Photography by James Montgomery Getty Images/AWL Images RM
By Ellen McGirt
June 27, 2016

Brooklyn’s own Cliffanie Forrester is an 18-year-old high school graduate and has a painting hanging in the Metropolitan Museum of Art. I know this because she tweeted a picture of it on June 14– a beautiful portrait of a young girl staring into the distance called Uganda­ – saying, “who just completed their life goal at age 18? Me.”

 

 

Nice work! What’s even more remarkable is that her tweet rocketed around the world in a matter of hours. Today, it has more than 40,000 retweets and nearly 90,000 likes. In a lively interview with Forrester, Fusion points out that the tweeted image of her painting has been viewed by some 3 million people worldwide, exactly half of the number of people who visited the Met last year.

Not that long ago, it was nearly impossible to find works by artists of color in major, mainstream museums – even promising students who win competitions, like Forrester. And if they did make an appearance, the artists typically worked in established canons as articulated by European and white American sensibilities, or in separate “ethnic” exhibits.

That’s partly why juried exhibitions of incredibly diverse student work, like the one Forrester participated in, is so important.

 

Nowadays, artists of all hues and sensibilities at least have some hope of finding an audience on digital platforms, a slow but welcome disruption of the gated community that the traditional art world has always been.

But, the Met is still the Met. Mainstream institutions – and the corporations that help underwrite quality curation – play a crucial role in sparking cultural conversations that matter.

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Here’s an example that’s close to my heart. In the fall of 1994, the Whitney Museum of American Art presented Black Male: Representations in Masculinity in Contemporary American Art. Henry Louis Gates wrote the forward for the catalog. It showed a diverse group of artists who dug into politics, history, marketing, and how black men labor under the fears, projection and policing of a complex, white world. It was unflinching in parts and disappointing in others. But there hadn’t been a group show of black artists at the Whitney since 1971, pretty uncool for a museum dedicated to “American” art.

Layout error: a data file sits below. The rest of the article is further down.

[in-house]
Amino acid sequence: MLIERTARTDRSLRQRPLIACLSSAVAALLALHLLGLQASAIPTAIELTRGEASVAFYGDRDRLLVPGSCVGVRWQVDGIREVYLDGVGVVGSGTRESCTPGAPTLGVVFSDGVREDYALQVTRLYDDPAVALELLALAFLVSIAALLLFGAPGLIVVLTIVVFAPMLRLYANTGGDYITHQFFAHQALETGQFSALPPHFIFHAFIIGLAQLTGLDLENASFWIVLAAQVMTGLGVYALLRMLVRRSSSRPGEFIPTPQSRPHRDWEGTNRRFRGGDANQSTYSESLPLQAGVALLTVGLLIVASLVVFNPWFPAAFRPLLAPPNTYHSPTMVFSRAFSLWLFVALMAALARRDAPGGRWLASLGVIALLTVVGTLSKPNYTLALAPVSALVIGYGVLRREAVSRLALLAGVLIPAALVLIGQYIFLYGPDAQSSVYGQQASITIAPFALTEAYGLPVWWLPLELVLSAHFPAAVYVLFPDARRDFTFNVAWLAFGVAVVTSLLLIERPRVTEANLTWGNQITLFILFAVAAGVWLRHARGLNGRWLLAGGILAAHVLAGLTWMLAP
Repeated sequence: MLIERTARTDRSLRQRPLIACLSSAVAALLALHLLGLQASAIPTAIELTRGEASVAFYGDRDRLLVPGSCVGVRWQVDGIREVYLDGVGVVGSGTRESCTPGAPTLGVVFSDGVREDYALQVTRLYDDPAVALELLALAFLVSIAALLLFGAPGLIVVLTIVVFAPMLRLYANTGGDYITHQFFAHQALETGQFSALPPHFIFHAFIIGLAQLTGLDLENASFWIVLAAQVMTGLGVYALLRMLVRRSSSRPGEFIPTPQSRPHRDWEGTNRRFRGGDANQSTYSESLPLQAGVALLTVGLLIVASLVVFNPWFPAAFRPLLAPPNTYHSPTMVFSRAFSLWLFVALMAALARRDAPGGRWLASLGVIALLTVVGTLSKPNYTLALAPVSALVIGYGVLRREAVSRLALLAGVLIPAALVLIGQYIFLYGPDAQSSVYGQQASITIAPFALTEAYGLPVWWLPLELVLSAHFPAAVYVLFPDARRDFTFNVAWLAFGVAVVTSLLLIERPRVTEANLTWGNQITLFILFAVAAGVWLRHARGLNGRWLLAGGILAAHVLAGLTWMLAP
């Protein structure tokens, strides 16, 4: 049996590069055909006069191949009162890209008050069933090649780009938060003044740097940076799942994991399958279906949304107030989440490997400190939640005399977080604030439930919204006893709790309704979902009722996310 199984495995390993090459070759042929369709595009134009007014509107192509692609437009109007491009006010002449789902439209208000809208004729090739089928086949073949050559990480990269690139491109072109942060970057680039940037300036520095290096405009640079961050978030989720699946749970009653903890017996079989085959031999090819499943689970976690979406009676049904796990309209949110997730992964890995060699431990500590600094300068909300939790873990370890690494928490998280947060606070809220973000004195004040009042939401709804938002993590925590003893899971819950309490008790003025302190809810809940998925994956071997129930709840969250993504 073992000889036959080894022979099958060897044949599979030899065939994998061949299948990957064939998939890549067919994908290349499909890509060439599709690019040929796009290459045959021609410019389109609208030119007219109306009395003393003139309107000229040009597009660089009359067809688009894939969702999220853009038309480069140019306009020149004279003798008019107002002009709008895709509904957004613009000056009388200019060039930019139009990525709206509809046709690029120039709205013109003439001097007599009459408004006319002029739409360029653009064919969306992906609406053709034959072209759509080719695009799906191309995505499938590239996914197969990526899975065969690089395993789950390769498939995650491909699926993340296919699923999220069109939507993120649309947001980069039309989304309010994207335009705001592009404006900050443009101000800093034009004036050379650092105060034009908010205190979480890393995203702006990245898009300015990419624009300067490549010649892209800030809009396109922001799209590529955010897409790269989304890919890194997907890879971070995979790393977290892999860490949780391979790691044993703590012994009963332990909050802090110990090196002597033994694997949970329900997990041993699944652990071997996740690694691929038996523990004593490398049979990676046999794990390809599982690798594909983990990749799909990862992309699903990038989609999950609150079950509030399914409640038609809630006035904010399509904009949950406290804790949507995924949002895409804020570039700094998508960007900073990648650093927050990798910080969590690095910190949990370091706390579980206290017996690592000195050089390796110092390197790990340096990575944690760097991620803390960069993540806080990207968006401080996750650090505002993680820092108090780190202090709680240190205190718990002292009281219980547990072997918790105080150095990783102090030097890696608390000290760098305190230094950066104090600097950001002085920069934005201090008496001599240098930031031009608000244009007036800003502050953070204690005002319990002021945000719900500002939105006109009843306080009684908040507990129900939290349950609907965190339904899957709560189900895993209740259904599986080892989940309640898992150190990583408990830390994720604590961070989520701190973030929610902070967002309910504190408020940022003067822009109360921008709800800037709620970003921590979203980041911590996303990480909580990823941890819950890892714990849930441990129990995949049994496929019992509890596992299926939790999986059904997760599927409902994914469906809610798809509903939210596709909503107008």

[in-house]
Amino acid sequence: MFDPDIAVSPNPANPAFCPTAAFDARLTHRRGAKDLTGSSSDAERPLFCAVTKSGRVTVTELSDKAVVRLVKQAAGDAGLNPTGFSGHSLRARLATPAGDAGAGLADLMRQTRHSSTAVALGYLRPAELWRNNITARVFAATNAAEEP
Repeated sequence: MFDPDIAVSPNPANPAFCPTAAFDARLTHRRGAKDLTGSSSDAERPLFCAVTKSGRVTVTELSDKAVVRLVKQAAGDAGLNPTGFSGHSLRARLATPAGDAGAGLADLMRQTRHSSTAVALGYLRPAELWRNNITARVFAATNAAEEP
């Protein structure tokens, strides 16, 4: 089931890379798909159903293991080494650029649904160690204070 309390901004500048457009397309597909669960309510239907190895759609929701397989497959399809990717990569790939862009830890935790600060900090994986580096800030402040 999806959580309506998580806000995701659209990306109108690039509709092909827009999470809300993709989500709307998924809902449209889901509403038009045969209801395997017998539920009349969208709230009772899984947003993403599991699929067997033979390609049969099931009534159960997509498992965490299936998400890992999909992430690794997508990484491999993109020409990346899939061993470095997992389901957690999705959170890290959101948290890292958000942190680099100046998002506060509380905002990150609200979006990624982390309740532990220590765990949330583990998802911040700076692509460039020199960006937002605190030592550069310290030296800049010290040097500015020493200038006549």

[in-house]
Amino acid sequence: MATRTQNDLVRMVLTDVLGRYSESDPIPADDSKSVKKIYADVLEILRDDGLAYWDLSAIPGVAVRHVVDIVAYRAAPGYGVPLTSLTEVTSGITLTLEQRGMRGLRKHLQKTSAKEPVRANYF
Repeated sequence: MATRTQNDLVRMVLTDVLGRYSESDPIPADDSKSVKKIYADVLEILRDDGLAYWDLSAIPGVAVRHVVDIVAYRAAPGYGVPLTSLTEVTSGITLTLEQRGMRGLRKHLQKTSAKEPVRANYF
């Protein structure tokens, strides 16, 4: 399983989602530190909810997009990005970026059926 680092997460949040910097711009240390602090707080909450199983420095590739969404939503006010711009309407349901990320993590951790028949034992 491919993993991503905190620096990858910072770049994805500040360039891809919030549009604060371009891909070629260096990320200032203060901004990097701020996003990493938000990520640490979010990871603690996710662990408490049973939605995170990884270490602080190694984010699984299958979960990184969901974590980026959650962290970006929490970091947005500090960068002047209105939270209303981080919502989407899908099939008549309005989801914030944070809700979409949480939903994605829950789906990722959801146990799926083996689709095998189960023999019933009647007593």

(A panel discussion with curator Thelma Golden filmed for the twentieth anniversary of the exhibit in 2014 is here and worth your time. The themes are totally relevant today.)

It is no simple thing to stand in front of a painting and let it speak to you. And this particular collection had more to say than most. I went three times, and every time, the show was packed with an ethnically-mixed crowd of people dressed for a special event. It was a huge win for the Whitney.

But there was more talking to do. What I remember most were the typically mute security guards, all black men, who had suddenly become visible to the well-heeled visitors around them. They began pointing out their favorite pieces, and the ones that fell short. They had thoughts. This exhibit was about them. And they had receipts. In some cases, the crowd spent more time with them than looking at the art.

It was such an unexpected gift. There they were, a dozen men, surrounded by listening faces and talking earnestly about their own black, male lives, the underpaid silent watchers, now the stars of the show.

When she’s not writing about the world’s greatest rock star-leader, Ellen McGirt is busy working on Fortune’s raceAhead, a newsletter about race and culture.

 

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